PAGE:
Hispanics have surpassed blacks and are officially the nation’s largest minority group, the Census Bureau reported yesterday.
The nation’s 37 million Hispanics account for 13 percent of the population, while blacks represent 12.7 percent of the country’s 285 million residents.
The Hispanic population grew to 37 million in July 2001, up 4.7 percent from April 2000. The black population increased 2 percent during the same period, to 36.2 million.
Whites remained the largest single population group, representing nearly 70 percent, or about 196.2 million in July 2001.
The figures released yesterday confirmed what some people have been saying for some time, though that Hispanics outnumbered blacks in the United States.
Even in 2000, when the census figures were first released, Hispanics constituted 12.6 percent of the population to 12.4 by blacks. But no conclusion was drawn at the time because the census form used a box that allowed users to mark themselves as mixed race, confusing the issue.
By including an estimated 5 million uncounted Hispanics, the edge has gone to that population group for at least the last three years.
“This is really confirming what we saw in 2000,” said Joseph Costanzo, a demographer at the Census Bureau.
The revelation that the nation’s Hispanic population grew 58 percent nationally between 1990 and 2000 jolted many people.
“At that time, people seemed to discuss how it was we came to find this big an increase,” Mr. Costanzo said. “It was the first time we were looking at race in combination. But with this release, we find we were right.”
Hispanic activists have asserted since 2000 that they were the largest minority in the United States, often adding in Puerto Rico’s population for an edge. Although the Census Bureau does conduct a count in Puerto Rico, it does not count the U.S. territory’s population in with total U.S. numbers.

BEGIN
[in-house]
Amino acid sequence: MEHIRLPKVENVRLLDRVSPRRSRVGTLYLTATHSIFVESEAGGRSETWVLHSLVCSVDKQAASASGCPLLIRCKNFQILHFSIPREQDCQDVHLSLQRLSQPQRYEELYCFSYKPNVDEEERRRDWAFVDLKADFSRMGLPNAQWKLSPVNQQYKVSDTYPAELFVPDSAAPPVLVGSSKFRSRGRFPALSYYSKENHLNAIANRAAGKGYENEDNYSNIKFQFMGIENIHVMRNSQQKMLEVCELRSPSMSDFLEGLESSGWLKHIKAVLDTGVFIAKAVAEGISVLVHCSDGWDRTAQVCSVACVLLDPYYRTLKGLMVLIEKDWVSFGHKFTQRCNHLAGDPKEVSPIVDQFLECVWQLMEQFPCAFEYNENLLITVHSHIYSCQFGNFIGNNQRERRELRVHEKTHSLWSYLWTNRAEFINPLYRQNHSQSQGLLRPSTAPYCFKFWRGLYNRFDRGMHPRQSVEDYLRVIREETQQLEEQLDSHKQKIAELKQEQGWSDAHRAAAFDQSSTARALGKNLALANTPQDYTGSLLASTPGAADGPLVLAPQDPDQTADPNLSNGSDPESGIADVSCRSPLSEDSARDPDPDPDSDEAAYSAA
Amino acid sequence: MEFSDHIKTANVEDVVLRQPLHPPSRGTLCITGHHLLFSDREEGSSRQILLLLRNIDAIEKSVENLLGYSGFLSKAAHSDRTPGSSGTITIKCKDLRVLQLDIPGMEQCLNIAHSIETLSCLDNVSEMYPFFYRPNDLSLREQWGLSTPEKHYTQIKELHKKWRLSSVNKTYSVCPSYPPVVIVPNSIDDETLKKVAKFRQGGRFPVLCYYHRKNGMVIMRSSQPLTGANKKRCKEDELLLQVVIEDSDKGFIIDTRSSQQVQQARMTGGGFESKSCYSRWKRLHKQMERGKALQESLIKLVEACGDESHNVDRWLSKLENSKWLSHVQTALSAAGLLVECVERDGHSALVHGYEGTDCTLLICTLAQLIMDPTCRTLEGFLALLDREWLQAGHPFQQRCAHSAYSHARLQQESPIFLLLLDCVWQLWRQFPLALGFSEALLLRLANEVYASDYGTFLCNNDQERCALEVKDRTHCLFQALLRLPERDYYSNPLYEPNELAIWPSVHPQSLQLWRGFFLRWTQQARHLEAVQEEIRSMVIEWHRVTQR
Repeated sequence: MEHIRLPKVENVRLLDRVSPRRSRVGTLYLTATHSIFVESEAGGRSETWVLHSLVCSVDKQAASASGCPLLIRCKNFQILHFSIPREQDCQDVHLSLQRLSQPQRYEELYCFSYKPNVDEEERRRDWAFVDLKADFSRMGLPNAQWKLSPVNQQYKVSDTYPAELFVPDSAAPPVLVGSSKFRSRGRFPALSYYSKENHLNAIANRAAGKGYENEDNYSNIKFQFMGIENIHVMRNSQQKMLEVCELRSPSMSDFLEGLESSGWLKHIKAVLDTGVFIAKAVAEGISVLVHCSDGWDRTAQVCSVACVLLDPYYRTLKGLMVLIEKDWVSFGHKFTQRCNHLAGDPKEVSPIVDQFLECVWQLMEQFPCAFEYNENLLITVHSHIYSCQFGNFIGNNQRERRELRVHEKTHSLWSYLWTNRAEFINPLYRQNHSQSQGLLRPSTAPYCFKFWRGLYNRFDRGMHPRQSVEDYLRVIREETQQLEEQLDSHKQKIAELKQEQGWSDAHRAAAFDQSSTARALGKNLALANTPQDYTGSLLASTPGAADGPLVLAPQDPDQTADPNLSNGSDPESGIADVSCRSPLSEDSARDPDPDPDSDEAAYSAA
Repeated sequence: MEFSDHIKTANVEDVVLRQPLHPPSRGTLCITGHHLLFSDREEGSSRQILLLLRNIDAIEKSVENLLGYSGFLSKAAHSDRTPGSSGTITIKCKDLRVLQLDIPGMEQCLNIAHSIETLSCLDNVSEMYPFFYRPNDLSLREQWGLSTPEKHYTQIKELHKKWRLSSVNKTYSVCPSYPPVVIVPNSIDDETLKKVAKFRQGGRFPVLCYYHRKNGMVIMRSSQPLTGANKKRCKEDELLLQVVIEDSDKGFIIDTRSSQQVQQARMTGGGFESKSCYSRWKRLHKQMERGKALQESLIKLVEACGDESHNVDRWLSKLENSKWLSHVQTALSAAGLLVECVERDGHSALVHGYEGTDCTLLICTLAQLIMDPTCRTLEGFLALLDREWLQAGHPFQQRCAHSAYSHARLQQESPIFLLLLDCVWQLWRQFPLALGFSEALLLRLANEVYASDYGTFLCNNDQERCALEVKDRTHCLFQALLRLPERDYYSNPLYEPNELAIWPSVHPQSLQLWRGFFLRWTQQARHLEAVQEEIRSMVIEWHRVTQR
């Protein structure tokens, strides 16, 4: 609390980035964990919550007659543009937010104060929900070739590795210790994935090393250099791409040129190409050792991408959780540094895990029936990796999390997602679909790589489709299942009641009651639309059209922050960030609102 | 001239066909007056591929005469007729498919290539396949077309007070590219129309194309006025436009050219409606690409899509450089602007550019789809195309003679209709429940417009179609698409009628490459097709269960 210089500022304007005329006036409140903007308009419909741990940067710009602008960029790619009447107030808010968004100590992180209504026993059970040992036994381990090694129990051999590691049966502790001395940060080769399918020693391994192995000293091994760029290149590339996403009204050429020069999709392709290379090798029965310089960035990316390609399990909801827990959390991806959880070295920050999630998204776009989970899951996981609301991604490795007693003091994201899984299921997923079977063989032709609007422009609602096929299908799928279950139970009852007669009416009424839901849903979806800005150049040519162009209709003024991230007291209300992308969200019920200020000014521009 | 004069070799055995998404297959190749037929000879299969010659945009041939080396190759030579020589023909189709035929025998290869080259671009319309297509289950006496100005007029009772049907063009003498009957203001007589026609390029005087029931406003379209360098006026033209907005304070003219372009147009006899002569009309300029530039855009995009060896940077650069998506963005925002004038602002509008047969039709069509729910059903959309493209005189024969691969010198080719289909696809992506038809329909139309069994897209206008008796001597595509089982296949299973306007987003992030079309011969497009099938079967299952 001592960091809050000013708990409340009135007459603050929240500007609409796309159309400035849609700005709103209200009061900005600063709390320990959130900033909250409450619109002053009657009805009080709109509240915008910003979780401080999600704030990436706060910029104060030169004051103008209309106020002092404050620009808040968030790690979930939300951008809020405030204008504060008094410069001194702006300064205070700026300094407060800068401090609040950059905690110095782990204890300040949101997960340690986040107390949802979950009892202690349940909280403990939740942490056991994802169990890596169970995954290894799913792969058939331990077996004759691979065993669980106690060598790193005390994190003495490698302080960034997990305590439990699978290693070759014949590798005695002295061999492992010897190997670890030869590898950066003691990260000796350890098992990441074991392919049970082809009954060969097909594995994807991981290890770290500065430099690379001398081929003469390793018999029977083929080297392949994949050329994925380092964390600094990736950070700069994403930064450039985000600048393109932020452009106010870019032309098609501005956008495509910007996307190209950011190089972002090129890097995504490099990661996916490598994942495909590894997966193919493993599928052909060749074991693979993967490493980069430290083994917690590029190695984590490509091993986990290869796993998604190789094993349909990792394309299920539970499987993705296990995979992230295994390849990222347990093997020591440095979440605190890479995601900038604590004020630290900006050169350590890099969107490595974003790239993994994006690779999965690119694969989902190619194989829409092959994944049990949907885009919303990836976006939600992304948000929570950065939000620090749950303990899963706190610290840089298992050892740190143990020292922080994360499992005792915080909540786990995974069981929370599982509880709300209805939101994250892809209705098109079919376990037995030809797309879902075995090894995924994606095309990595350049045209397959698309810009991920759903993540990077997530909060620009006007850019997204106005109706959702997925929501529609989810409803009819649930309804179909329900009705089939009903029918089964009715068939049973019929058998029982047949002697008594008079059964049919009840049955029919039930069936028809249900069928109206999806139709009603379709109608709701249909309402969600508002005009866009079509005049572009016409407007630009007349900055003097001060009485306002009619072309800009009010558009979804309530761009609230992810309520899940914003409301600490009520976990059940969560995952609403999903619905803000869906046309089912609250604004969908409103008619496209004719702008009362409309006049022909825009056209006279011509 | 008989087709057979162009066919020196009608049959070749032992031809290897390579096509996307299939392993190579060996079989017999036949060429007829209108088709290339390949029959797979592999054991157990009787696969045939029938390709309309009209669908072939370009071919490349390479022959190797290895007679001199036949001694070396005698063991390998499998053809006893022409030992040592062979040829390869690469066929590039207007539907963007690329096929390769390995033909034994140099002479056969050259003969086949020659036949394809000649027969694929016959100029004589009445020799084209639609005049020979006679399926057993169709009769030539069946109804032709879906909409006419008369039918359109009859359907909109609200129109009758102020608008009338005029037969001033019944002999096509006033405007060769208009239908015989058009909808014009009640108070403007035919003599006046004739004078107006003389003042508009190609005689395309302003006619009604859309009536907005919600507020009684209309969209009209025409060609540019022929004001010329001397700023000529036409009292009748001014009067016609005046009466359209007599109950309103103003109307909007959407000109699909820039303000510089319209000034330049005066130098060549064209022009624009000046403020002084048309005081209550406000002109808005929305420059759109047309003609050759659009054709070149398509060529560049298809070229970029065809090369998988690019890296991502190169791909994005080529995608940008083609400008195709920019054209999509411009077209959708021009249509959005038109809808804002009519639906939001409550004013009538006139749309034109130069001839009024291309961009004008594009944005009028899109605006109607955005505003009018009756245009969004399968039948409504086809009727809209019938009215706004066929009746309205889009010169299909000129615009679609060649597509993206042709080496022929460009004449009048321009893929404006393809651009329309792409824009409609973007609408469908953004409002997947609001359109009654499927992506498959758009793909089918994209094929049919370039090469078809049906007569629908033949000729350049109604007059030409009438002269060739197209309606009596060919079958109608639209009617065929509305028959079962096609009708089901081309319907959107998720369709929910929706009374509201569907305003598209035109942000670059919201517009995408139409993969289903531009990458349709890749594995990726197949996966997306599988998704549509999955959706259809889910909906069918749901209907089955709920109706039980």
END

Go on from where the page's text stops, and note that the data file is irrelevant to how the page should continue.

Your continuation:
Yesterday’s official confirmation has the potential to give the Hispanic community new leverage politically and economically.
“Hispanics will soon be much larger than the black population,” said Brent Wilkes, national executive director of the League of United Latin American Citizens. “I hope this means that people will begin to recognize that Hispanic is not secondary and just as important as the African-American community when it comes to looking at issues and forming policy.”
Given the high birthrate and relative youth of the Hispanic population, and the continuing influx of Hispanic immigrants into the country, the numbers will undoubtedly continue to escalate.
And with that, Mr. Wilkes’ hopes for a new appreciation for the Hispanic community may be realized.
“This will vastly transform our political and social landscape,” said James H. Johnson Jr., a business demographer at the University of North Carolina. “And this growth will continue for the foreseeable future. You will see schools and governmental institutions having to get used to this. You already see politicians speaking Spanish. This will only increase.”
Mr. Johnson, who heads the Urban Investment Strategies Center at the university, has predicted since the mid-1990s that the nation’s Hispanic population would see tremendous growth.
His forecast came true in his home state, when 2000 census figures found pockets of Hispanic growth that exceeded 100 percent.
“By 2050, Hispanics will represent 25 percent of the national population,” Mr. Johnson said. “Even now, being bilingual means being competitive in the new economy. And that goes for both new residents speaking English, as well as others learning to speak Spanish.”
Yesterday’s numbers did not tally the ethnic origin of the nation’s Hispanics, but the Census Bureau’s most recent report on heritage states that in the United States, Mexicans make up 58.5 percent of all Hispanics, 9.6. percent are Puerto Rican, 3.5 percent are Cuban, 2.2 percent are Dominican, 4.8 percent are Central American, 3.8 percent are South American, and all other Hispanics are 17.6 percent of the total.
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